[FIGURE 3 OMITTED]
Similar, trend is observed as in Figures 3 and 4. Here again, the chamber 3 gives the lower liner wall temperatures and consistent exit gas temperatures. But the centerline temperature decreases at location 2 and there after increases in Figure 5. But that trend is not witnessed in Figure 6.
From figures 3 to 6, it can be concluded that combustion chamber 3, designed at an equivalence ratio of 0.9 gives consistent centerline temperatures, lower liner wall temperatures and uniform exit gas temperature.
At higher air/fuel ratio of 59.73, the liner wall temperatures encountered by chamber 2 is lowest, but the exit gas temperature quality is poor. Also, the centerline distribution is not uniform; rather it is increasing at first, then decreasing, and again increases. This trend can be explained by the fact that may be dissociated products are combined in the intermediate zone.
[FIGURE 4 OMITTED]
[FIGURE 5 OMITTED]
[FIGURE 6 OMITTED]
Similar trend is observed for yet higher air/fuel ratio of 77.08. Here chambers 1 to 4 shows the similar trend for centerline temperatures as discussed in Figure 7 for chamber 2. For liner wall and exit gas temperatures, chamber 3 gives consistent temperatures which are more or less uniform. Although, lower liner wall temperatures are encountered for chamber 1 and chamber 2 compared to chamber 3, but the trend is of sinusoidal form.
[FIGURE 7 OMITTED]
Similar trend as discussed for Figure 8 is observes for higher air/fuel ratios. The liner wall temperature for chamber 3 in Figures 9, 10 and 11 are uniformly increasing and then remains constant. Also, the exit gas temperatures are uniform for chamber 3. At designed air/fuel ratio of 122.02, all the four chambers gives consistent trend for liner wall, centerline and exit gas temperature distribution.
[FIGURE 8 OMITTED]
[FIGURE 9 OMITTED]
[FIGURE 10 OMITTED]
[FIGURE 11 OMITTED]
From figures 3 to 11, it can be concluded that chamber 3 designed at primary zone equivalence ratio gives consistent centerline temperatures and lower liner wall temperatures. Also the exit temperature distribution is uniform; with the pattern factor not more that 25% for any air/fuel ratios. Thus, it can be stated that primary zone equivalence ratio of 0.9 is most suited for combustion chamber at almost all working conditions of air/fuel ratios.
Figure 12 shows the locations of centerline pressure probes. The probes are spaced at a distance of 50 mm from each other.
[FIGURE 12 OMITTED]
Figures 13 to 21 show the graphs of pressure distribution for all the four chambers at different air/fuel ratios. The pressure probes are at the centerline of the liner and the pressure distribution along the length of the combustion liner is investigated using simple U tube diesel manometers.
[FIGURE 13 OMITTED]
[FIGURE 14 OMITTED]
[FIGURE 15 OMITTED]
[FIGURE 16 OMITTED]
At lower air/fuel ratios, as illustrated in Figures 13 to 16, there is a slight pressure rise at locations 2 and 3 and there after the pressure decreases. This is obviously due to higher temperature levels at lower air/fuel ratios which offer more expansion of gases in a smaller volume of combustion chamber resulting in higher pressure levels.
With increase in the air/fuel ratio, the pressure levels do not increase at locations 2 and 3, but the pressure is gradually decreasing. This may be due to lower temperatures encountered at higher air/fuel ratios compared to lower air/fuel ratios. The pressure drop witnessed for all the four chambers at different air/fuel ratios is not more that 6% of the delivery pressure. These suggest the aerodynamic superiority for the designed combustion chambers.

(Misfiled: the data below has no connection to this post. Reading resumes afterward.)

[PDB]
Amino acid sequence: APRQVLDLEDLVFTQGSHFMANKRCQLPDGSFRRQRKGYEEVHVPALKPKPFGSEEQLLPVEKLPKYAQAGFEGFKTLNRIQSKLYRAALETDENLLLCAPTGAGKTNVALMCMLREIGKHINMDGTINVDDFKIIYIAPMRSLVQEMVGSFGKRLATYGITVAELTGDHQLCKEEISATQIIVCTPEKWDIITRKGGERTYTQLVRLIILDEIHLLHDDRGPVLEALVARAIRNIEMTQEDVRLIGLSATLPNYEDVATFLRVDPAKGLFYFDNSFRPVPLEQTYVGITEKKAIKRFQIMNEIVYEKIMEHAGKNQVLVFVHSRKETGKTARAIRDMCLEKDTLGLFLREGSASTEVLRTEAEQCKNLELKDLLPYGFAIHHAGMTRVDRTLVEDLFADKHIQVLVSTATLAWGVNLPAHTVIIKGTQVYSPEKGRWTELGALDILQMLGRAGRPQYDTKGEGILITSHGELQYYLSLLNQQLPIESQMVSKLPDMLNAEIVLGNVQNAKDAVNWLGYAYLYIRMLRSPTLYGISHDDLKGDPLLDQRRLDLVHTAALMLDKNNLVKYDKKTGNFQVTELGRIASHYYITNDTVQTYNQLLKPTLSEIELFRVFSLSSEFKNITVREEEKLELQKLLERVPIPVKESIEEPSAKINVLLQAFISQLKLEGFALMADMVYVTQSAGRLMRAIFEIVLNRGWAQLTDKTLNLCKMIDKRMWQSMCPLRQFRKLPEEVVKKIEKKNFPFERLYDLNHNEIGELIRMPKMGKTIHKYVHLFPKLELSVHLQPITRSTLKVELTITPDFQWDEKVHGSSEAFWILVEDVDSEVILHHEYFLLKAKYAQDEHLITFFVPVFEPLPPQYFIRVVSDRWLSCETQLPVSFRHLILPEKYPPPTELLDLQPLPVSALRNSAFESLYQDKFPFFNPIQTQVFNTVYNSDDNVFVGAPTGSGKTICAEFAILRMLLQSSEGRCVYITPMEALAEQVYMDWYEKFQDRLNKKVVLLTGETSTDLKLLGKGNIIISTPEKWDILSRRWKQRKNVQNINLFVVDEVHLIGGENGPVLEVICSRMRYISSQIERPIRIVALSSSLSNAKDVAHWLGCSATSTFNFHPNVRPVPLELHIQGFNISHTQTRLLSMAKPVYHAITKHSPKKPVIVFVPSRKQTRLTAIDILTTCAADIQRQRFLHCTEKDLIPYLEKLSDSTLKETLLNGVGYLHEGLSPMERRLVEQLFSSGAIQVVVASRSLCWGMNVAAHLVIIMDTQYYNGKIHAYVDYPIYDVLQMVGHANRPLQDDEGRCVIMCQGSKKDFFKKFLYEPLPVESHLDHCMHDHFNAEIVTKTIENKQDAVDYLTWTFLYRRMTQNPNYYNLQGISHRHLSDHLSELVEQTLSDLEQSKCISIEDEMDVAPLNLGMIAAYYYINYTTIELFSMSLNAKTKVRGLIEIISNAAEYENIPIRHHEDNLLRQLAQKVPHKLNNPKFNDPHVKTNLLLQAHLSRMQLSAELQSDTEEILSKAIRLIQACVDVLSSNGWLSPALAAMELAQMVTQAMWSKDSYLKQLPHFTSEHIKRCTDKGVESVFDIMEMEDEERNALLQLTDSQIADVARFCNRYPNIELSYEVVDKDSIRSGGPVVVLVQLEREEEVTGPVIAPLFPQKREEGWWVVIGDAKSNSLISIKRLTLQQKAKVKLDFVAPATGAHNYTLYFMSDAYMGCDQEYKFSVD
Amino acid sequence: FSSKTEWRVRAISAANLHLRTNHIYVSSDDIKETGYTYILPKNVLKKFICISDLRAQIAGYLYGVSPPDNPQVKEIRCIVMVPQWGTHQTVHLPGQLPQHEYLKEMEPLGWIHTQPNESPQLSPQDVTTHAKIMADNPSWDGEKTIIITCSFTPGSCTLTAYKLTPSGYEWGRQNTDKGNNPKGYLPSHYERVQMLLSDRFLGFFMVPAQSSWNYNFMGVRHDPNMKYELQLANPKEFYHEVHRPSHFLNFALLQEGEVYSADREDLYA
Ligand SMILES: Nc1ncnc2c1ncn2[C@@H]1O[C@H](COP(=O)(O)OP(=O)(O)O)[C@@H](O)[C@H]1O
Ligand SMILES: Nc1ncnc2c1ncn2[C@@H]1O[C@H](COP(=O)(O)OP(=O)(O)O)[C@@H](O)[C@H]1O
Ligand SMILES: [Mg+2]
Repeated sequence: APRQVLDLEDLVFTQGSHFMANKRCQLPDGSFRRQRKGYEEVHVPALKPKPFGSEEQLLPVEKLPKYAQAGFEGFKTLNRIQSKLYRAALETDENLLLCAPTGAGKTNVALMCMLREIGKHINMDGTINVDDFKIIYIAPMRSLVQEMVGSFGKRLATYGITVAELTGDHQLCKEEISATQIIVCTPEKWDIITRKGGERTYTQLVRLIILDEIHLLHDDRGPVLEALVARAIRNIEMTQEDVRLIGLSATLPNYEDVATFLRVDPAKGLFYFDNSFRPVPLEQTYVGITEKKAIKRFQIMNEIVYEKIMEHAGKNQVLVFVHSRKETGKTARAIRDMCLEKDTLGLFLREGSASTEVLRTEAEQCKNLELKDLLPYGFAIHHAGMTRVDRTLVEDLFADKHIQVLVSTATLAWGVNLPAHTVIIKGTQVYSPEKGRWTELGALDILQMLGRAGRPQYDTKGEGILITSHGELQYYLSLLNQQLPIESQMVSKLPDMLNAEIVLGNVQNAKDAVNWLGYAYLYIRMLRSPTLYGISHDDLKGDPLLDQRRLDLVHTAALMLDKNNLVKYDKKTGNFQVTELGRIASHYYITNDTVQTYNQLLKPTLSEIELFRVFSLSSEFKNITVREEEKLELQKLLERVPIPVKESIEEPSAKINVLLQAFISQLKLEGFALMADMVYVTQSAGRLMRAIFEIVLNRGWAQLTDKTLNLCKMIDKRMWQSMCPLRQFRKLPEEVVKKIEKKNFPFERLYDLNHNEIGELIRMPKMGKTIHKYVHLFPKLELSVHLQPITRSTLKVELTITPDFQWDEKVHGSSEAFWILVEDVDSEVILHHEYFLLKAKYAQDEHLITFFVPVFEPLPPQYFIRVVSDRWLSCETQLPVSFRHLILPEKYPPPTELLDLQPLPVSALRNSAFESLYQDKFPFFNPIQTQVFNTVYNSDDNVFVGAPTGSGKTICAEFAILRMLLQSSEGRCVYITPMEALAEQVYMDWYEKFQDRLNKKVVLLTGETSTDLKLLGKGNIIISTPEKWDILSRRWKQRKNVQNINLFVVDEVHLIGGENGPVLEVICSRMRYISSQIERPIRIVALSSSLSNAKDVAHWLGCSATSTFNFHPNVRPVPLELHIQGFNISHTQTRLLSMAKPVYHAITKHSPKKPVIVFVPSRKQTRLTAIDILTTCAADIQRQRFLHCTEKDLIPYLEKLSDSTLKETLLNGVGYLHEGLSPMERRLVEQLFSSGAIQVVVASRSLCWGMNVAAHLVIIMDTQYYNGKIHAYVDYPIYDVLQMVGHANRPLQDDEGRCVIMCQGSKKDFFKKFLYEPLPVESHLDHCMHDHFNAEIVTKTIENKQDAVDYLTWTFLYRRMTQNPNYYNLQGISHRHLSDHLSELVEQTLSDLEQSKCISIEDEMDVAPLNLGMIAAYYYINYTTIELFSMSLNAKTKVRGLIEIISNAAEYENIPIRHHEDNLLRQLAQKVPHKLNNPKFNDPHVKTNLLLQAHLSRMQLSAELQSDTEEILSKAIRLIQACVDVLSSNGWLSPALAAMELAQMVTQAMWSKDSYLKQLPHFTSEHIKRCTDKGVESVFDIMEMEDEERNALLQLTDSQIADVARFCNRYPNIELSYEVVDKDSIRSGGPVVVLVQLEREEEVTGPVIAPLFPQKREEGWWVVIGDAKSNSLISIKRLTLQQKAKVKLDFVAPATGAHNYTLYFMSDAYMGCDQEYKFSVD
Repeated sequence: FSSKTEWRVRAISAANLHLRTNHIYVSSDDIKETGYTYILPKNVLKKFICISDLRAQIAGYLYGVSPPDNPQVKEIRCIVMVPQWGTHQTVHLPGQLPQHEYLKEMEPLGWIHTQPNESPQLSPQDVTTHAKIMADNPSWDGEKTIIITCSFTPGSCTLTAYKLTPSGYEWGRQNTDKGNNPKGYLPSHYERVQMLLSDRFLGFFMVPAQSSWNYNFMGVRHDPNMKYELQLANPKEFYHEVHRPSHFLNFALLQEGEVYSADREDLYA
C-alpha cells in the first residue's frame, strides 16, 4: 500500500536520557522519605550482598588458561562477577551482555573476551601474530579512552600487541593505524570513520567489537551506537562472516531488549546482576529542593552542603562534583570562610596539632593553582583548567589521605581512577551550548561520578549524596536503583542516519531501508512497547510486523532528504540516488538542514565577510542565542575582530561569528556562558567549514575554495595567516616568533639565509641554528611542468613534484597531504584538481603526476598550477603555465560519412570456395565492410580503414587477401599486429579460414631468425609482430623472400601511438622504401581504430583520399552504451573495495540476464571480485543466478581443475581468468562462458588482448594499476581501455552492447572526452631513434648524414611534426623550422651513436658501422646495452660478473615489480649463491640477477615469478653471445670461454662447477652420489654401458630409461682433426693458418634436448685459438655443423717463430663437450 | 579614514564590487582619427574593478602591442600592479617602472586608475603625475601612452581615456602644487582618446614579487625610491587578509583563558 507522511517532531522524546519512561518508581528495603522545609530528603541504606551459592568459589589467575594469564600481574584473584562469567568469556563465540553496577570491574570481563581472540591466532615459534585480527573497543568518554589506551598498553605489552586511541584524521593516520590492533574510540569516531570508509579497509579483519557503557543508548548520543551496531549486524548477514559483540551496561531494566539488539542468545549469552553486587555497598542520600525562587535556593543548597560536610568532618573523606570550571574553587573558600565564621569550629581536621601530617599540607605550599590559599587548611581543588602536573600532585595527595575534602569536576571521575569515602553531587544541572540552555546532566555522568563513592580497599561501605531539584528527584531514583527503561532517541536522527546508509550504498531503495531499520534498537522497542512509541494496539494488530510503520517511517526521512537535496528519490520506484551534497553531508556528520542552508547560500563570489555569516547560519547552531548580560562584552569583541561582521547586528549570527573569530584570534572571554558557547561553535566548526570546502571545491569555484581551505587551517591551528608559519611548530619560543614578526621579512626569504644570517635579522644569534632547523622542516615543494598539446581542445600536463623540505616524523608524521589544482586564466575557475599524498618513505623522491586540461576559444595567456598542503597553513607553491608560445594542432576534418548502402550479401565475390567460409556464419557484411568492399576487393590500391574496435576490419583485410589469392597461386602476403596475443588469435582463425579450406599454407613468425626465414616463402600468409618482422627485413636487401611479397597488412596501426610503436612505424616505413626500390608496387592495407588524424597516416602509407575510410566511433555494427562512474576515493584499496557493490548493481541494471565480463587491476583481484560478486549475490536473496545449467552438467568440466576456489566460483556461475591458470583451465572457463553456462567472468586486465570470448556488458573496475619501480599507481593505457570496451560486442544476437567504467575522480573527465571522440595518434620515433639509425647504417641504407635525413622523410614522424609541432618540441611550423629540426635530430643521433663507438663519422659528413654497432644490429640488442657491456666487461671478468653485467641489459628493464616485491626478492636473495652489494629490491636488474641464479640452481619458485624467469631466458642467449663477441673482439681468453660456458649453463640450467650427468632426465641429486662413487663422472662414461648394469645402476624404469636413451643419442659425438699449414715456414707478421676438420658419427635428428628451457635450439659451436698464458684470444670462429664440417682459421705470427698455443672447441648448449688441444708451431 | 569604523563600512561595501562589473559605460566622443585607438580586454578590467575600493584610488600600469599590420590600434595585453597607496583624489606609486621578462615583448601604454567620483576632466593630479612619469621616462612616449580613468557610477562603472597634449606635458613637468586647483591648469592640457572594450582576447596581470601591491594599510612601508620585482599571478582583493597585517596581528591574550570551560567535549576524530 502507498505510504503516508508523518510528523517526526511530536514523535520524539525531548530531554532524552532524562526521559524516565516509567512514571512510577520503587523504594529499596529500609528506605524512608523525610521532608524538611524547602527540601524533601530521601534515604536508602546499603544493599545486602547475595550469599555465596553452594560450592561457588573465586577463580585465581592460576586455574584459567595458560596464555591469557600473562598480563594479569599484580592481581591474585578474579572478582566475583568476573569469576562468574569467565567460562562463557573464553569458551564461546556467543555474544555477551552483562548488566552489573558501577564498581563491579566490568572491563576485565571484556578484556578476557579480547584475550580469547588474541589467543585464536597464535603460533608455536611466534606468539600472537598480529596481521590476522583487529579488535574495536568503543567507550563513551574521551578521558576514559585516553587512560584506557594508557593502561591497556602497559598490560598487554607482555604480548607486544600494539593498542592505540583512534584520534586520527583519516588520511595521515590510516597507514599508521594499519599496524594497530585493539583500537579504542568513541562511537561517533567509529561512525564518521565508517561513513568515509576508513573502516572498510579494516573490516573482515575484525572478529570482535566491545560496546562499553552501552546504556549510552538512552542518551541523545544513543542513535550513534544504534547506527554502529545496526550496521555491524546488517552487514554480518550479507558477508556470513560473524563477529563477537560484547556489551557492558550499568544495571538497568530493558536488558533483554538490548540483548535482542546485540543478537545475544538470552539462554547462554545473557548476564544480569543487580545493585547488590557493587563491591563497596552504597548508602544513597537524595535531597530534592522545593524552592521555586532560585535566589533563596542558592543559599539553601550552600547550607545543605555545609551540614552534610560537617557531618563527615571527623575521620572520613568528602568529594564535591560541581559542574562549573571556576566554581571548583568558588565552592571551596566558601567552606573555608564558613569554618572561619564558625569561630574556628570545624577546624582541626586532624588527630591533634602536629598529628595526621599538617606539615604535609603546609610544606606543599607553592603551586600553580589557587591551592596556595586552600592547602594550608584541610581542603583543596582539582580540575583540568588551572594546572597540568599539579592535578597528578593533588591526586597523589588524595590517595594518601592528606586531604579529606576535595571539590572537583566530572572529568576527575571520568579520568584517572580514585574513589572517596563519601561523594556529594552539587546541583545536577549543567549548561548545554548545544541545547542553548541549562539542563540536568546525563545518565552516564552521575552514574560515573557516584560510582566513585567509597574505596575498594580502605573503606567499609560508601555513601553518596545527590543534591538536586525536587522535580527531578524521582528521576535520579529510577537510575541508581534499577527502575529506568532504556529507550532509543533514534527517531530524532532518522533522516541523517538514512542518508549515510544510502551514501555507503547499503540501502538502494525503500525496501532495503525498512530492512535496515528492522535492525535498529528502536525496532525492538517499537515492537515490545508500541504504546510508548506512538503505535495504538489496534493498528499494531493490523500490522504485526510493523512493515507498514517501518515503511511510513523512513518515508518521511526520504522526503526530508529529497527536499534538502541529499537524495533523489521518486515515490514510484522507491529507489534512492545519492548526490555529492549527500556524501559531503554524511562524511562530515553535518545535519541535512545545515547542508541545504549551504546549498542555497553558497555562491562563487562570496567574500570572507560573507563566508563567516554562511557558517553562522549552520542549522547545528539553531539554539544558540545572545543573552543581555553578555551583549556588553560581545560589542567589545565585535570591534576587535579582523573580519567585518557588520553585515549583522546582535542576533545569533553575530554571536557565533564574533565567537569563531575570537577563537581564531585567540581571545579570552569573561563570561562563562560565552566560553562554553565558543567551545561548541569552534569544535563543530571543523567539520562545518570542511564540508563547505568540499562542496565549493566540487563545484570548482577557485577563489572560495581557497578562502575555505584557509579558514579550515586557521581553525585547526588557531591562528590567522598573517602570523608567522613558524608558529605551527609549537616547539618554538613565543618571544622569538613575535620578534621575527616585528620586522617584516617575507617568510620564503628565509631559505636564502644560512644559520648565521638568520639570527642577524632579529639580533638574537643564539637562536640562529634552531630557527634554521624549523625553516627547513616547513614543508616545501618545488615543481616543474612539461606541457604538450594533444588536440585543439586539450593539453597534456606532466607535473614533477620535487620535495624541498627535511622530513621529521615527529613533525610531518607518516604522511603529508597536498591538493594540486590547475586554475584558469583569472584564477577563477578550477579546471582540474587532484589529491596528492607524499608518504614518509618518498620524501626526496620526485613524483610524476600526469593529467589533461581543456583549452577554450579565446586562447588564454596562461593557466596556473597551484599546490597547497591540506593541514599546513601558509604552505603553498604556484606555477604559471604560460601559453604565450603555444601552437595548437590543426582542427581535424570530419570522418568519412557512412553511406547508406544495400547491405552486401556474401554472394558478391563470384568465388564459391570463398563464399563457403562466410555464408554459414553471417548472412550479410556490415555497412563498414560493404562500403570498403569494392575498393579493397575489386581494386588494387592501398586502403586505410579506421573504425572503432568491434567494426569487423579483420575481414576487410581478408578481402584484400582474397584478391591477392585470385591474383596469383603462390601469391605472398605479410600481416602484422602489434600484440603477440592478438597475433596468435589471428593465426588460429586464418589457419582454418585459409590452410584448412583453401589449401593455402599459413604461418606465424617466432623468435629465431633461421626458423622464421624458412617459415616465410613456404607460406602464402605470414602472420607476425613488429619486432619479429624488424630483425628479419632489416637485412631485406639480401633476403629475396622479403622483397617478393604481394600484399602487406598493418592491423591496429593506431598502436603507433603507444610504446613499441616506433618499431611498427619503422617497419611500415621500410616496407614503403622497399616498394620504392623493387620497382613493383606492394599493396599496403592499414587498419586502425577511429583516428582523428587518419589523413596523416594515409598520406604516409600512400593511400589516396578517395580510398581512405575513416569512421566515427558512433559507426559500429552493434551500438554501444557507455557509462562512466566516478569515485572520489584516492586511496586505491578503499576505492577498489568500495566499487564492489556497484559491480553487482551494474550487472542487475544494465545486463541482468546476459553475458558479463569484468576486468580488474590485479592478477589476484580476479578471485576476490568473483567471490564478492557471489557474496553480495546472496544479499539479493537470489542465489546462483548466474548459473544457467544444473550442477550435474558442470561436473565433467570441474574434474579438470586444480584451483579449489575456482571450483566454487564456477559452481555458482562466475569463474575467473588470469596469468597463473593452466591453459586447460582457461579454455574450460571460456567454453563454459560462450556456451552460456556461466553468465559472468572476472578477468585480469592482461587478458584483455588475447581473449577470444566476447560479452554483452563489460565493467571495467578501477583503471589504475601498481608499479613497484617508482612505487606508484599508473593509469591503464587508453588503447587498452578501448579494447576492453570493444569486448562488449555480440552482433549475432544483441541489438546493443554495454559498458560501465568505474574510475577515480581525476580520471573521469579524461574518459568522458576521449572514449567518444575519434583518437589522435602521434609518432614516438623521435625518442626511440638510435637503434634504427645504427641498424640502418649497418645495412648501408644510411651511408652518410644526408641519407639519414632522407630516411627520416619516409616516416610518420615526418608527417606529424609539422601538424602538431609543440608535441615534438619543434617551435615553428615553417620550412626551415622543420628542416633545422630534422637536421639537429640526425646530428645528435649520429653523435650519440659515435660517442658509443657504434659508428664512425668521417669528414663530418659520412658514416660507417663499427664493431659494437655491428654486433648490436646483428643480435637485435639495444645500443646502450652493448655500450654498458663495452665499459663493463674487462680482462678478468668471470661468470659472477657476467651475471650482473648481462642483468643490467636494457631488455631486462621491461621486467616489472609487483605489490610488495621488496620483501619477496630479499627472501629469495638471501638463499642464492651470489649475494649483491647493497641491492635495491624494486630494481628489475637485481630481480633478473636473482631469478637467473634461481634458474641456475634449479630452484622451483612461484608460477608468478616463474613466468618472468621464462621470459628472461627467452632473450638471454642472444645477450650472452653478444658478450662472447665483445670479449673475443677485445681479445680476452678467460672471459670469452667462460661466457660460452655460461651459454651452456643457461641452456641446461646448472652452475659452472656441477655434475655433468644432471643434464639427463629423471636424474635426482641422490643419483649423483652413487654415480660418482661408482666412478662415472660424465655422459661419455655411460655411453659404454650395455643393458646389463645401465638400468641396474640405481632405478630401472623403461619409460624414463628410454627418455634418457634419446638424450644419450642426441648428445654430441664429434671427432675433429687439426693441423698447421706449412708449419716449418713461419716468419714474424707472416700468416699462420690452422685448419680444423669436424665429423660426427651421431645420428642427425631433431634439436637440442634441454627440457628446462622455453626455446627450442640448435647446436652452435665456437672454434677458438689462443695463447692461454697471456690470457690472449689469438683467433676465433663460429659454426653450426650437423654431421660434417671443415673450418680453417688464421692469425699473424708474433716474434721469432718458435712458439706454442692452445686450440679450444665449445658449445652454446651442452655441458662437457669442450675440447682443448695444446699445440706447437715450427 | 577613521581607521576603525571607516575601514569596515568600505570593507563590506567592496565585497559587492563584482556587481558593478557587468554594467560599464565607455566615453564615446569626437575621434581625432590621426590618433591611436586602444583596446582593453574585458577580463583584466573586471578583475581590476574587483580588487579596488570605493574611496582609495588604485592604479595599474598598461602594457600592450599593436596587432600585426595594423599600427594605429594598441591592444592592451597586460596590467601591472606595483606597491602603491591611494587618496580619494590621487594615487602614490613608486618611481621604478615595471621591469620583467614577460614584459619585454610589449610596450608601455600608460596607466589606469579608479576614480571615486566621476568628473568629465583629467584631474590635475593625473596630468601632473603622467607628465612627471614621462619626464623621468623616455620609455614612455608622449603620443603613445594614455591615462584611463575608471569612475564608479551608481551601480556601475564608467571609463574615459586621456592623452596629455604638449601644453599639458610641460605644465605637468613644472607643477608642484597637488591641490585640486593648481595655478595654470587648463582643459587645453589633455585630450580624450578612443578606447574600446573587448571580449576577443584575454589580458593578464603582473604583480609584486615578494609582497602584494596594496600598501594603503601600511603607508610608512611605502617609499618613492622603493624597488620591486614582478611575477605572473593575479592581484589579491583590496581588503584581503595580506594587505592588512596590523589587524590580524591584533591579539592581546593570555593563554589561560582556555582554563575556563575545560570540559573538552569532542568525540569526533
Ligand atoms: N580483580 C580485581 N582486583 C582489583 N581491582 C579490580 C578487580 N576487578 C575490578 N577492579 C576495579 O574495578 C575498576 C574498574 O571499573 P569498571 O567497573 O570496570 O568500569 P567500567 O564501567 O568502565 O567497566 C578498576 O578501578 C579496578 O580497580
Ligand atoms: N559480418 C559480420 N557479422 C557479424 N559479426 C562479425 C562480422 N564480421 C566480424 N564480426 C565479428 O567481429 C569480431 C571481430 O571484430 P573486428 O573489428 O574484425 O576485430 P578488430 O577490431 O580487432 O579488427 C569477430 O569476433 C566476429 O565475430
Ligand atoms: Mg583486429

[FIGURE 17 OMITTED]
[FIGURE 18 OMITTED]
[FIGURE 19 OMITTED]
[FIGURE 20 OMITTED]
[FIGURE 21 OMITTED]
The emission levels for the different chambers were analytically evaluated using thermodynamic equilibrium model. The emissions levels of OH, H2, H2O, CO, CO2, NO and N2 are evaluated for different equivalence ratios of the primary zone. Figure 22 shows the emission levels of the different combustion chambers evaluated by thermodynamic equilibrium model.
[FIGURE 22 OMITTED]
It can be concluded that chamber 3 designed at primary zone equivalence ratio gives consistent centerline temperatures and lower liner wall temperatures. Also the exit temperature distribution is uniform; with the pattern factor not more than 25% for any air/fuel ratios. Thus, it can be stated that primary zone equivalence ratio of 0.9 is most suited for combustion chamber at almost all working conditions of air/fuel ratios. Also the pressure drop across the combustion chamber for any chamber is not more than 6% of delivery pressure. This clearly suggests the aerodynamic superiority of the designed chamber. The NO emissions are lower for primary zone equivalence ratio of 0.9 compared to an equivalence ratio of 1.1. The emissions levels of other components are also lower at an equivalence ratio of 0.9 in the primary zone.
In nutshell, it is concluded that while designing the combustion chamber for gas turbine applications, the primary zone equivalence ratio should be kept 0.9 to get better exit gas temperature distribution and uniform exit gas temperature for fuel rich to fuel lean air/fuel ratios.
 Mellor A. M., Design of Modern Turbine Combustors, ACADEMIC PRESS INC, 1990.
 Arthur W. Lefebvre, Gas Turbine Combustion, Taylor and Francis, 2nd ed. 1999.
We thank the staff of Fluid and Hydraulic Machines laboratory of S. V. National Institute of Technology, Surat for their help with the experimental setup. Many thanks are due to Hitesh Solanki from the conceptualization of this topic to the experimental evaluation. I record my permanent gratitude for the faith and support of the people with whom I really worked and lived - my parents and my wife. They gave up much more than they expected, but they contributed much more than they can imagine.
Digvijay B. Kulshreshtha (1), S. A. Channiwala (2), Saurabh B. Dikshit (3) and Kamlesh V. Chaudhari (4)
(1) Lecturer, Mechanical Engineering Department, C. K. Pithawalla College of Engineering and Technology, Surat--395007, India E-mail: firstname.lastname@example.org
(2) Professor, Mechanical Engineering Department, S. V. National Institute of Technology, Surat--395007, India E-mail: email@example.com
(3) Lecturer, Mechanical Engineering Department, C. K. Pithawalla College of Engineering and Technology, Surat--395007, India. E-mail: firstname.lastname@example.org
(4) Ph. D. Student, Mechanical Engineering Department, S. V. National Institute of Technology, Surat--395007, India. E-mail: email@example.com
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|Author:||Kulshreshtha, Digvijay B.; Channiwala, S.A.; Dikshit, Saurabh B.; Chaudhari, Kamlesh V.|
|Publication:||International Journal of Applied Engineering Research|
|Date:||Mar 1, 2009|